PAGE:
India must remember that in all developed countries, greater scrutiny of taxpayers has gone hand in hand with fair, clear and predictable tax systems. Can it ensure that there are adequate safeguards in place to meet the expectations of a fair tax regime?
In 2003, the Supreme Court was quite firm in dealing with a petition filed by an Indian NGO called Azadi Bachao Andolan. The petitioners had alleged that the Indian government had mortgaged the country’s sovereignty in tax matters by entering into a treaty with Mauritius that made it extraordinarily convenient for companies to invest in India tax free by basing themselves in Mauritius. The so called Mauritius residents did not need to have a substantial economic presence in Mauritius; bells and whistles aside, all they needed was a post box address in that country. If a Mauritius resident invested in the shares of Indian companies, the tax treaty between the two countries ensured that no or very little tax would be paid on the ensuing capital gains in either of country. The Supreme Court declined to close down this route because in their opinion India and Mauritius had cut a tax deal with their eyes open, and the Indian government was aware that tax breaks would incentivise foreign investment in the country.
The Supreme Court’s decision was criticised by some tax lawyers but on the whole was accepted with little trepidation. The tax zeitgeist – the prevailing spirit in the international tax world – was indulgent of corporations and countries entering into a cozy relationship whereby companies could pretend to be resident in counties with which they had no real connections. Thirteen years later, the tax zeitgeist has changed. The world is much less tolerant of international tax arbitrage. The G20 and the OECD have entered into an unprecedented multilateral effort to combat the exploitation of tax treaty benefits by companies that are housed in jurisdictions in which their presence is nominal. Moreover, India is not in the same economic position as it was in 2003. Attracting foreign investment through tax breaks no longer appears to be a priority area for the government. On the other hand, India is increasingly concerned that shell companies are being incorporated in Mauritius to take black money out of India and bring it back as white money. Therefore, both the push and pull factors in granting foreign companies tax incentives are now less powerful than before. It is this new tax zeitgeist that explains why the recently concluded India-Mauritius tax protocol marks a decisive change in the way the government challenges international tax evasion.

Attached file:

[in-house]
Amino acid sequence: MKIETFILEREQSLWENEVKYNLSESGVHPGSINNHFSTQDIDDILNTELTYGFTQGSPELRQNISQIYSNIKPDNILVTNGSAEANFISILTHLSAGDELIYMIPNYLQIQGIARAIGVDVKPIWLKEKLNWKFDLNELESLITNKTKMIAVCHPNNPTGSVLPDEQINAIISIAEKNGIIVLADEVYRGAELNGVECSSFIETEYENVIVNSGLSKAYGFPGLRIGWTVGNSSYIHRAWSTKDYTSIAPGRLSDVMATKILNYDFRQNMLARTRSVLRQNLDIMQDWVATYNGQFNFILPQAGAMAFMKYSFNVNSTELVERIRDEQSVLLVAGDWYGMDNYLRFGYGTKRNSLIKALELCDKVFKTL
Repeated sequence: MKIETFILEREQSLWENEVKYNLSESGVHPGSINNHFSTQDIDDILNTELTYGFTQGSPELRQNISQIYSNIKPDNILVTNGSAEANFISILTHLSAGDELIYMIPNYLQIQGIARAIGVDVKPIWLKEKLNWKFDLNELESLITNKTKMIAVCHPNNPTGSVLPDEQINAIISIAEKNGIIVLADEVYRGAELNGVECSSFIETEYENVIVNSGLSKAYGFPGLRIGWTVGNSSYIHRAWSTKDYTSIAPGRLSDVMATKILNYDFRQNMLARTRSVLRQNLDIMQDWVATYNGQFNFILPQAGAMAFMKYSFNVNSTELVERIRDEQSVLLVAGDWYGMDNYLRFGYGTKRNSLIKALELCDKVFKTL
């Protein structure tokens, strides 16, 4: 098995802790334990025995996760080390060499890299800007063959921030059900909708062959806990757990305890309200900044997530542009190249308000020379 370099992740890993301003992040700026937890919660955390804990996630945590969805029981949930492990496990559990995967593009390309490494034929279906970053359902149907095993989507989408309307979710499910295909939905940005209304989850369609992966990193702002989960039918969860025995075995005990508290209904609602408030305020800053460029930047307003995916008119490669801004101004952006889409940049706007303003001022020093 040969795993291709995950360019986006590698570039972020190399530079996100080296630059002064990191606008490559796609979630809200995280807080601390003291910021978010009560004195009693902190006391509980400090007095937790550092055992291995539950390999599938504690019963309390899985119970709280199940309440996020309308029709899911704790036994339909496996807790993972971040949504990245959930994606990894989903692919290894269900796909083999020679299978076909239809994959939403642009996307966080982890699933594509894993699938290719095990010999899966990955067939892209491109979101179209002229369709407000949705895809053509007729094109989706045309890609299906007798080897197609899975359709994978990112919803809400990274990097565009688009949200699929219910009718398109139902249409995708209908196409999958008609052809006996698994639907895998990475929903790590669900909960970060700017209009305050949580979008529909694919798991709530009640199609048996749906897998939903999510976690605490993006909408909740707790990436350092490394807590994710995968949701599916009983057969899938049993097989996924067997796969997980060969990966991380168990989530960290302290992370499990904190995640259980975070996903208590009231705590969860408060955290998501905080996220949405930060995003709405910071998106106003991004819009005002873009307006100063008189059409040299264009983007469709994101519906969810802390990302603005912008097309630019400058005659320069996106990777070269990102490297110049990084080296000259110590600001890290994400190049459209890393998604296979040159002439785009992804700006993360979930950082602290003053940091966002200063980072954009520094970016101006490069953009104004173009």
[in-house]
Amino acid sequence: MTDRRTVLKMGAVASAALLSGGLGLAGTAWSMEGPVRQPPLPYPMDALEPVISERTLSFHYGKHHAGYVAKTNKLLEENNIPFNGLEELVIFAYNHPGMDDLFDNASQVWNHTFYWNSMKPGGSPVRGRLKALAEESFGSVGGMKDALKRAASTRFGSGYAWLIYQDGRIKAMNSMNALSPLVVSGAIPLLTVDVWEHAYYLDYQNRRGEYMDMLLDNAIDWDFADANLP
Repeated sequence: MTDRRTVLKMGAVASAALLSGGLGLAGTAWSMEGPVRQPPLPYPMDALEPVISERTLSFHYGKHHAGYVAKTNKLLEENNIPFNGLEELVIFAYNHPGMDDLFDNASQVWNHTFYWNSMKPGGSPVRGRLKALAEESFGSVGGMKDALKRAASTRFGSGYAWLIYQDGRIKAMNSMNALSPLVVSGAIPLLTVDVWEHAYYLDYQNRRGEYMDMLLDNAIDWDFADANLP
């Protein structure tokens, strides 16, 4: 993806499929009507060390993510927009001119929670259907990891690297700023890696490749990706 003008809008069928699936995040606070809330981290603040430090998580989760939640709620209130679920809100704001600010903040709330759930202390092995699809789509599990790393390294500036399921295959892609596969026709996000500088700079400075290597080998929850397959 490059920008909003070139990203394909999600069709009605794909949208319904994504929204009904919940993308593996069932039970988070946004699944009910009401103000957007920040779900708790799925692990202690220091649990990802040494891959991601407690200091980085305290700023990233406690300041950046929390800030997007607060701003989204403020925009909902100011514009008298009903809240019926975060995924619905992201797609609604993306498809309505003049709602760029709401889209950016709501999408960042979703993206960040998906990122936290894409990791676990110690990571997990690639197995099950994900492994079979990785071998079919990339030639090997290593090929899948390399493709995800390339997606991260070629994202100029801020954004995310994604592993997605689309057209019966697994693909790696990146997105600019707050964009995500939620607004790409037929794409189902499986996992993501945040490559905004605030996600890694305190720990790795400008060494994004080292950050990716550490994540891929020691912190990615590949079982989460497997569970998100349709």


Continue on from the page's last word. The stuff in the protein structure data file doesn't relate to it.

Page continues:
The most important change brought about by the protocol is that it allows the Indian government to impose a capital gains tax on a Mauritius entity for transferring the shares of an Indian company. This change finally strikes at the heart of the tax advantage that the Azadi Bachao Andolan was concerned about thirteen years ago. The capital gains tax exemption for Mauritius companies will be phased out beginning from April 2017 until March 2019 and completely eliminated thereafter. During this period, capital gains arising from the sale of Indian company shares by Mauritius entities will be taxed at a concessionary rate.
India has also taken the sensible decision of making this tax charge prospective. The last major international tax intervention, the Vodafone inspired amendments to the Income Tax Act, 1961 in 2012, were retrospective and widely criticised by tax scholars and international investors for being patently unfair, both for attacking transactions that were done in the past in good faith and also for being a muddled piece of legislation. The government must be lauded for adopting a sensible course this time.
However, the government, in its zest to wrest control from foreign investors, has adopted other measures, which have the potential of making life quite difficult for Mauritius investors.
First, the government has introduced a limitation of benefits (LOB) clause in the India Mauritius tax treaty that would operate during the transition period, under which a Mauritius company has to show it has a reasonable economic presence in Mauritius to avail of the concessionary capital gains tax rate during the transition period. Under the LOB clause, not only must a Mauritius company undertake a certain minimum expenditure in order to be in the clear, it would also have to demonstrate an economic purpose for its existence, beyond merely a desire to save taxes by being resident in Mauritius. By insisting on an objective and a subjective test, India has followed a strict approach towards tax avoidance. A similar clause can be found in the tax treaty between India and Singapore.
Finally, the Indian government has made it clear that the general anti-avoidance rules (GAAR) are applicable from next year. The GAAR allow a wide latitude of discretion to tax authorities in challenging both domestic and international tax planning measures. GAAR is harsher than LOB clauses. Under it, the tax authorities can challenge tax avoidance transactions for directly or indirectly ‘misusing’ or ‘abusing’ tax legislation.
India has taken full advantage of the current tax zeitgeist. But it will do well to remember that in all developed jurisdictions of the world, greater scrutiny of taxpayers has gone hand in hand with fair, clear and predictable tax systems. The question now is whether India will ensure that there are adequate safeguards in place to meet the expectations of a fair tax regime. If the Indian revenue is perceived as arbitrary or worse, tyrannical by the taxpayers, India might have won the Mauritius battle but would have lost the tax war.
Nigam Nuggehalli teaches at the School of Policy and Governance at Azim Premji University, Bangalore.